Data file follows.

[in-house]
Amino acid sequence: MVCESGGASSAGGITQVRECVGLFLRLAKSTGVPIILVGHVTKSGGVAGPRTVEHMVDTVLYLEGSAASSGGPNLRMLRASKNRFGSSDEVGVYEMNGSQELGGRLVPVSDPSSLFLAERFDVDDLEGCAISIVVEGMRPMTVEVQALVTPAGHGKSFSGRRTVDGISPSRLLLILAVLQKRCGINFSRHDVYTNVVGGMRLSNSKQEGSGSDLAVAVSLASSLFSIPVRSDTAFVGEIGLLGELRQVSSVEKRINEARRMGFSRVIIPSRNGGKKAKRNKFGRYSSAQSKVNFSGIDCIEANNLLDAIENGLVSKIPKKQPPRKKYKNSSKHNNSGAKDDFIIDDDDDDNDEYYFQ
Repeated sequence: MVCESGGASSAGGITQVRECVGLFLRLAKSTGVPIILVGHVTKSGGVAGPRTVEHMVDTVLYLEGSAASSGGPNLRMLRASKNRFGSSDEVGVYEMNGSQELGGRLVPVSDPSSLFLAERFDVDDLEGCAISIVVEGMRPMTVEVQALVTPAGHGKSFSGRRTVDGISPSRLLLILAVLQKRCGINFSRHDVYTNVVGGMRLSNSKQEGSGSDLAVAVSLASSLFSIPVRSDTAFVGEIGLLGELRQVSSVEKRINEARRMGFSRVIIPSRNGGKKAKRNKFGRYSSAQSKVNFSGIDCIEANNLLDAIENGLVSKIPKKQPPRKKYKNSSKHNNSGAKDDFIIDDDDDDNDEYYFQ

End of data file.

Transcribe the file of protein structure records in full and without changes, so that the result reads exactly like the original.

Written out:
[in-house]
Amino acid sequence: MVCESGGASSAGGITQVRECVGLFLRLAKSTGVPIILVGHVTKSGGVAGPRTVEHMVDTVLYLEGSAASSGGPNLRMLRASKNRFGSSDEVGVYEMNGSQELGGRLVPVSDPSSLFLAERFDVDDLEGCAISIVVEGMRPMTVEVQALVTPAGHGKSFSGRRTVDGISPSRLLLILAVLQKRCGINFSRHDVYTNVVGGMRLSNSKQEGSGSDLAVAVSLASSLFSIPVRSDTAFVGEIGLLGELRQVSSVEKRINEARRMGFSRVIIPSRNGGKKAKRNKFGRYSSAQSKVNFSGIDCIEANNLLDAIENGLVSKIPKKQPPRKKYKNSSKHNNSGAKDDFIIDDDDDDNDEYYFQ
Repeated sequence: MVCESGGASSAGGITQVRECVGLFLRLAKSTGVPIILVGHVTKSGGVAGPRTVEHMVDTVLYLEGSAASSGGPNLRMLRASKNRFGSSDEVGVYEMNGSQELGGRLVPVSDPSSLFLAERFDVDDLEGCAISIVVEGMRPMTVEVQALVTPAGHGKSFSGRRTVDGISPSRLLLILAVLQKRCGINFSRHDVYTNVVGGMRLSNSKQEGSGSDLAVAVSLASSLFSIPVRSDTAFVGEIGLLGELRQVSSVEKRINEARRMGFSRVIIPSRNGGKKAKRNKFGRYSSAQSKVNFSGIDCIEANNLLDAIENGLVSKIPKKQPPRKKYKNSSKHNNSGAKDDFIIDDDDDDNDEYYFQ